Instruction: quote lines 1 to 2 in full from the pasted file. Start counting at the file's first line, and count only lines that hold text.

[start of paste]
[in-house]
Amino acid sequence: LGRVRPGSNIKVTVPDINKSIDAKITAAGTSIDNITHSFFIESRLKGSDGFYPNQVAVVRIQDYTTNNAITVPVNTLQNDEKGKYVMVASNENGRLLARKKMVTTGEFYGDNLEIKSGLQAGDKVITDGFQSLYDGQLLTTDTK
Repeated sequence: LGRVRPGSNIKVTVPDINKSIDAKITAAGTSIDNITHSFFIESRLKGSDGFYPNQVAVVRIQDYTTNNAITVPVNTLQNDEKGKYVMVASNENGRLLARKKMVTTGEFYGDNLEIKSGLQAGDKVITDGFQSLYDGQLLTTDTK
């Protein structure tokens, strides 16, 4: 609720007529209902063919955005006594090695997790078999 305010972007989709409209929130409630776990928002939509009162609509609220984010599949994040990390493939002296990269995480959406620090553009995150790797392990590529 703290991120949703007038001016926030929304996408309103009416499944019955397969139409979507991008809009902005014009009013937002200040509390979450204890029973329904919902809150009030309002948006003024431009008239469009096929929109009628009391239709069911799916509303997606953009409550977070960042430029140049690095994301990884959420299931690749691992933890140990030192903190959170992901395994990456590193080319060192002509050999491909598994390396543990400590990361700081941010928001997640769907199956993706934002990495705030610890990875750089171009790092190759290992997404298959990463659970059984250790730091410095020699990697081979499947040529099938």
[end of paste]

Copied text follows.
[in-house]
Amino acid sequence: LGRVRPGSNIKVTVPDINKSIDAKITAAGTSIDNITHSFFIESRLKGSDGFYPNQVAVVRIQDYTTNNAITVPVNTLQNDEKGKYVMVASNENGRLLARKKMVTTGEFYGDNLEIKSGLQAGDKVITDGFQSLYDGQLLTTDTK